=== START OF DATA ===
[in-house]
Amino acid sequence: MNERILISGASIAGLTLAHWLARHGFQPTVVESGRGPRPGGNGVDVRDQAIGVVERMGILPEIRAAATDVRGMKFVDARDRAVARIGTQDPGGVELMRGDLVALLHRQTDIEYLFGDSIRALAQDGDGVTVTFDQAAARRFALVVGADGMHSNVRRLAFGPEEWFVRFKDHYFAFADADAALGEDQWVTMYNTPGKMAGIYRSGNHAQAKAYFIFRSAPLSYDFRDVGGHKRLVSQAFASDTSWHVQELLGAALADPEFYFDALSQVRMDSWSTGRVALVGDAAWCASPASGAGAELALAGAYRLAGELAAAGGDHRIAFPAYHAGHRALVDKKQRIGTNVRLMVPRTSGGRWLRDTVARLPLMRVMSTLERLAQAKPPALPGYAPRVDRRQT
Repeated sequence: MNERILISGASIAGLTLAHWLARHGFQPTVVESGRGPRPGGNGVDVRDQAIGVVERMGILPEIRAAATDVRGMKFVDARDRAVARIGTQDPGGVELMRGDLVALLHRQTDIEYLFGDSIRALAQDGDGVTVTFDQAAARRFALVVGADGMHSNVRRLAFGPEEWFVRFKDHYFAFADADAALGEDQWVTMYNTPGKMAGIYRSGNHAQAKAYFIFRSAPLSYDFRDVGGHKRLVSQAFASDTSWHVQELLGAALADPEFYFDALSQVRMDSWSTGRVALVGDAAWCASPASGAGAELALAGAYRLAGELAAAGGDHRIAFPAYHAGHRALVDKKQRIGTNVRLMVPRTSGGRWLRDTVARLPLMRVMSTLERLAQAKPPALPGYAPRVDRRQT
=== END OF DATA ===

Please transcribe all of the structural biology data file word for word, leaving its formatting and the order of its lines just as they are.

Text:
[in-house]
Amino acid sequence: MNERILISGASIAGLTLAHWLARHGFQPTVVESGRGPRPGGNGVDVRDQAIGVVERMGILPEIRAAATDVRGMKFVDARDRAVARIGTQDPGGVELMRGDLVALLHRQTDIEYLFGDSIRALAQDGDGVTVTFDQAAARRFALVVGADGMHSNVRRLAFGPEEWFVRFKDHYFAFADADAALGEDQWVTMYNTPGKMAGIYRSGNHAQAKAYFIFRSAPLSYDFRDVGGHKRLVSQAFASDTSWHVQELLGAALADPEFYFDALSQVRMDSWSTGRVALVGDAAWCASPASGAGAELALAGAYRLAGELAAAGGDHRIAFPAYHAGHRALVDKKQRIGTNVRLMVPRTSGGRWLRDTVARLPLMRVMSTLERLAQAKPPALPGYAPRVDRRQT
Repeated sequence: MNERILISGASIAGLTLAHWLARHGFQPTVVESGRGPRPGGNGVDVRDQAIGVVERMGILPEIRAAATDVRGMKFVDARDRAVARIGTQDPGGVELMRGDLVALLHRQTDIEYLFGDSIRALAQDGDGVTVTFDQAAARRFALVVGADGMHSNVRRLAFGPEEWFVRFKDHYFAFADADAALGEDQWVTMYNTPGKMAGIYRSGNHAQAKAYFIFRSAPLSYDFRDVGGHKRLVSQAFASDTSWHVQELLGAALADPEFYFDALSQVRMDSWSTGRVALVGDAAWCASPASGAGAELALAGAYRLAGELAAAGGDHRIAFPAYHAGHRALVDKKQRIGTNVRLMVPRTSGGRWLRDTVARLPLMRVMSTLERLAQAKPPALPGYAPRVDRRQT